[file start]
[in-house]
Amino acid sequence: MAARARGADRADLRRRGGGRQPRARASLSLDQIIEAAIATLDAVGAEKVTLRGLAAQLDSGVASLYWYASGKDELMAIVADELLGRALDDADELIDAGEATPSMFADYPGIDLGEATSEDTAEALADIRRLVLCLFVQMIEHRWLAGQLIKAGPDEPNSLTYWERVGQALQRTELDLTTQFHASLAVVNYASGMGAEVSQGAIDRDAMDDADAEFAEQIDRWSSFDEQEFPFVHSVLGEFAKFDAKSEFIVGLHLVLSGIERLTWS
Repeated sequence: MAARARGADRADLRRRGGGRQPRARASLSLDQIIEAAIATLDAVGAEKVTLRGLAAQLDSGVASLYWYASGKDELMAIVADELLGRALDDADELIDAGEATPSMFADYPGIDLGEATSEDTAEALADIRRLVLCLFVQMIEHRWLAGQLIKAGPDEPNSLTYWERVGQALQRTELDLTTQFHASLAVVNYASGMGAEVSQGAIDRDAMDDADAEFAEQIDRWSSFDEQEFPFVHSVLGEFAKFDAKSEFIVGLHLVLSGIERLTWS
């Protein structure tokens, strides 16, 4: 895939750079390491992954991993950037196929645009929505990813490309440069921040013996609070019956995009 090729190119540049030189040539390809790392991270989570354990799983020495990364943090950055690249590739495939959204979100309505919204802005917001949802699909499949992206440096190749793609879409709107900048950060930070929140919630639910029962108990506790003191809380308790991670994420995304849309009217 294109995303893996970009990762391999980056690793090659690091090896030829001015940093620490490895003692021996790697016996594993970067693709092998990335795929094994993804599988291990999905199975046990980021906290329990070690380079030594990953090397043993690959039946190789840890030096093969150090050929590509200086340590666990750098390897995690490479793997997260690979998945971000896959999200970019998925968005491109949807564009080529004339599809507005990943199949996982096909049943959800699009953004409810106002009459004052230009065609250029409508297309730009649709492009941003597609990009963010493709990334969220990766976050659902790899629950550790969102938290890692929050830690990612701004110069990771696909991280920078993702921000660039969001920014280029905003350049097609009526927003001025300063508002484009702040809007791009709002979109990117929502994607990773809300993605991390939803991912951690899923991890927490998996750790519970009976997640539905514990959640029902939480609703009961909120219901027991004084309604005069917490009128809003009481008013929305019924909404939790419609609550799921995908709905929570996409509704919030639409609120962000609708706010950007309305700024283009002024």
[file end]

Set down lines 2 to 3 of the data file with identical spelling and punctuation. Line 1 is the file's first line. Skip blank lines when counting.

Amino acid sequence: MAARARGADRADLRRRGGGRQPRARASLSLDQIIEAAIATLDAVGAEKVTLRGLAAQLDSGVASLYWYASGKDELMAIVADELLGRALDDADELIDAGEATPSMFADYPGIDLGEATSEDTAEALADIRRLVLCLFVQMIEHRWLAGQLIKAGPDEPNSLTYWERVGQALQRTELDLTTQFHASLAVVNYASGMGAEVSQGAIDRDAMDDADAEFAEQIDRWSSFDEQEFPFVHSVLGEFAKFDAKSEFIVGLHLVLSGIERLTWS
Repeated sequence: MAARARGADRADLRRRGGGRQPRARASLSLDQIIEAAIATLDAVGAEKVTLRGLAAQLDSGVASLYWYASGKDELMAIVADELLGRALDDADELIDAGEATPSMFADYPGIDLGEATSEDTAEALADIRRLVLCLFVQMIEHRWLAGQLIKAGPDEPNSLTYWERVGQALQRTELDLTTQFHASLAVVNYASGMGAEVSQGAIDRDAMDDADAEFAEQIDRWSSFDEQEFPFVHSVLGEFAKFDAKSEFIVGLHLVLSGIERLTWS